Use this list if you recognize any or all of these scenarios: You are hungry and tired and there's just “nothing to eat”. The kids are starving and are starting to nibble on each other's limbs. Your friends drop by, end up staying awhile, and you can now hear their stomachs growling. Your dog chewed up all your takeout menus.
These Korean meals are not full recipes, just guidelines to throw together some ultra-fast meals.
I hope you can use these in a pinch, and also use some of the ideas to be creative with the contents of your own fridge and pantry. Although there's nothing groundbreaking here, it's hard to think when you're starving and that low blood sugar starts to kick in.
- I hope you have a rice cooker and some of the meals only work if there's some rice actually keeping warm in your rice cooker. If you don't have one, then I suggest you go buy one. It's a good investment.
- I am not including the time that it takes to boil water or broth. It takes just a moment to put a pot of water on the burner and no matter what you say, I'm not going to believe that boiling water is hard.
- Kochukaru is Korean chili pepper powder and Kochujang is Korean chili pepper paste.
Leftovers Bibim Gooksu
Boil somyeon noodles, soba, or linguine. Cool under running water and serve with a dollop of spicy sauce (1 tablespoon kochujang, 1 tablespoon kochukaru, 1 tablespoon vinegar, ½ tablespoon honey, ½ tablespoon sugar), sesame oil, and slices of any fresh vegetables or protein you have in your fridge.
Ham, leftover chicken, carrots, Asian pear or apple, canned tuna, sliced firm tofu, hard-boiled eggs, bagged salad greens, and cucumbers all work.
Fish with Beans and Rice
Heat some olive oil and a couple pats of butter in a saute pan. Put some white fish fillets and a little bit of chopped garlic, soju, and soy sauce in a saute pan and steam fish for about 5 minutes (or until done) with the cover on.
At the same time, boil some frozen edamame. Serve with rice.
Bring diluted store-bought chicken or beef broth to a rolling boil. Season to taste with splashes of soy sauce. Add frozen Korean dumplings (mandoo) and boil for a few minutes, until they float. Drop an egg or two into the soup when it's almost done cooking. Top with thin slices of roasted seaweed (kim).
Green Eggs and Ham
Korean “ Salad Nicoise”
Mix canned tuna with some leftover cooked rice, soy sauce, a couple drops of sesame oil, and chopped scallions. You can add mayo if you like, but you don't need to if you use tuna canned in oil. Plate with steamed green beans, hard boiled eggs, sliced red onions, and lettuce. Serve salad with spicy Korean dressing.
Korean Egg Drop Soup
Bring some diluted chicken or beef broth to a rolling boil and whisk in some raw scrambled eggs. Season to taste with splashes of soy sauce.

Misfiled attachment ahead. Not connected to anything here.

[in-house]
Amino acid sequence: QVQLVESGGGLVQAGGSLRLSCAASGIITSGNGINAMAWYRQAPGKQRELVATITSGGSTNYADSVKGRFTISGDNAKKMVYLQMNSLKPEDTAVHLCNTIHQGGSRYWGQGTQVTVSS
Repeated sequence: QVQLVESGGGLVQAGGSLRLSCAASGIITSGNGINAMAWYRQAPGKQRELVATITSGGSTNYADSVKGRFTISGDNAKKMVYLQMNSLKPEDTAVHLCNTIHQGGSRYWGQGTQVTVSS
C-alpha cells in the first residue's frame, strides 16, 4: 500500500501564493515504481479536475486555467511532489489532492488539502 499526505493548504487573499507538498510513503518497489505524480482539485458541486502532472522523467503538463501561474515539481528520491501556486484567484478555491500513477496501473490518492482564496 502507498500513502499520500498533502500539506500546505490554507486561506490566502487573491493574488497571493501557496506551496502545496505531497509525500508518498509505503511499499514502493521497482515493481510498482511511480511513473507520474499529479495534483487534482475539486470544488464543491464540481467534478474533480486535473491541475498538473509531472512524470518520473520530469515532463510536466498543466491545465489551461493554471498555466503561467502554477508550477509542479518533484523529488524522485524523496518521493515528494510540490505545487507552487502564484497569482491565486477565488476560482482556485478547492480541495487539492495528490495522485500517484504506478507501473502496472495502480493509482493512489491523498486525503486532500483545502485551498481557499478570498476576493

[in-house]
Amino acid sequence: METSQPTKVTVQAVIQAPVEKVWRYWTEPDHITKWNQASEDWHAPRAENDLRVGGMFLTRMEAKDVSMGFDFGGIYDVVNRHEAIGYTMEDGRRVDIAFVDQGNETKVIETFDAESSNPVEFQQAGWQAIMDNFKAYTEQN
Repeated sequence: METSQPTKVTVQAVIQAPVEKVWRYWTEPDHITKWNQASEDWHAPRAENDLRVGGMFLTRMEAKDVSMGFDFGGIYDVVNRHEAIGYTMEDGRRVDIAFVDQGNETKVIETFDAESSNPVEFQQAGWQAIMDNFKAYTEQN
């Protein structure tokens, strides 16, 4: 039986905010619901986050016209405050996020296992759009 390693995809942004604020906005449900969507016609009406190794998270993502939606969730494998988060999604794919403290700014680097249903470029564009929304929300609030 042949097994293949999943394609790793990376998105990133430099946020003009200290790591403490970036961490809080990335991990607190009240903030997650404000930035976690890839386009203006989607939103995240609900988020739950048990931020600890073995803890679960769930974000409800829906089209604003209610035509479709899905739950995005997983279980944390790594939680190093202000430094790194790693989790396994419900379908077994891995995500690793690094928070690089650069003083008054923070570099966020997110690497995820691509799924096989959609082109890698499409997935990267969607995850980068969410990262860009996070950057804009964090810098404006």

Bokumbap takes 10 minutes if you have rice already made and you omit the kimchi.
Steak Salad and Eggs
Serve with bowls of rice topped with fried eggs, sunny side up.
Boil about 8 cups of water. Meanwhile, soak Korean vermicelli noodles (dang myun) in hot water. When water is boiling hard, add finely chopped Napa cabbage, some chopped bacon, and a couple tablespoons of kochujang. Boil hard and add drained vermicelli noodles after 5 minutes. Add kochujang and kochukaru to taste. Serve with rice.
Korean Linguine with Clams
Steam some clams in a large covered saute pan with soju, minced garlic, and kochukaru until they open. Serve over linguine seasoned with olive oil, a couple drops of sesame oil, chopped chives, and kochukaru.
Dip thin pieces of chicken breast in some milk, coat with panko bread crumbs, and pan-fry. Drizzle Worcestershire sauce on top. Serve with wedges of iceberg lettuce drizzled with thousand island dressing.
Hwe Dup Bap
We all have sushi-grade fish laying around, right? Nah, but if you just happen to be passing the fish store on your way home, then this Korean Rice Salad with Sashimi is a 10 minute meal.
Bring diluted store-bought beef broth to a simmer, then add chopped bacon and soft tofu. Season with splashes of soy sauce and about 1 tablespoon kochujang and 1 tablespoon kochukaru per soft tofu tube. Serve with Rice.
Pork and Tofu
Fry bacon and thinly sliced cabbage in kochujang, draining most of the oil as it cooks. Remove cooked bacon and cabbage, drain most of the oil, and saute slices of firm tofu in pan with drippings.
Cold Korean Noodles in a white kimchi broth.
Korean Pasta Salad
Boil rotini or penne pasta, cool under some running water, and toss with cubes of ham, cucumber, carrots, scallions, or whatever protein and veggies you have (tuna, celery, chicken, zucchini are all good). Coat pasta salad with last-minute dressing (3 parts store-bought Italian dressing, 1 part soy sauce, 1 part honey, and a couple splashes of sesame oil).
Saengsun Jun with dipping sauce and microwave steamed vegetables, salad, or rice.
Wok and Roll
Stir-fry small pieces of chicken and onions in a sauce of kochujang and daenjang thinned with sesame oil and water. Serve with rice and steamed corn on the cob.
Breakfast For Dinner
Korean omelet (gaeran mari) with rice. Hopefully, you also have some banchan in your fridge.
Chicken Noodle Soup
Bring some diluted chicken broth up to a boil and then drop in some thinly sliced Napa cabbage, small chicken chunks, and Korean vermicelli. Season with soy sauce and add scallions at the very end. You can also add kochukaru if you want a spicy soup.
No Stove Meal
Microwave steamed egg, toaster oven broiled mackerel (rinse and lightly salt mackerel, broil for 3-4 minutes per side), and rice.
Stir fry squid rings (or baby octopus) and thin onion slices in a mixture of kochujang and soju. Serve with rice.
Dipping sauce on the side.
Philadelphia Rolls (smoked salmon, cream cheese, and chives or cucumber) or Kimbap made with ham, cheese, and sugar snap peas. Instant miso soup on the side.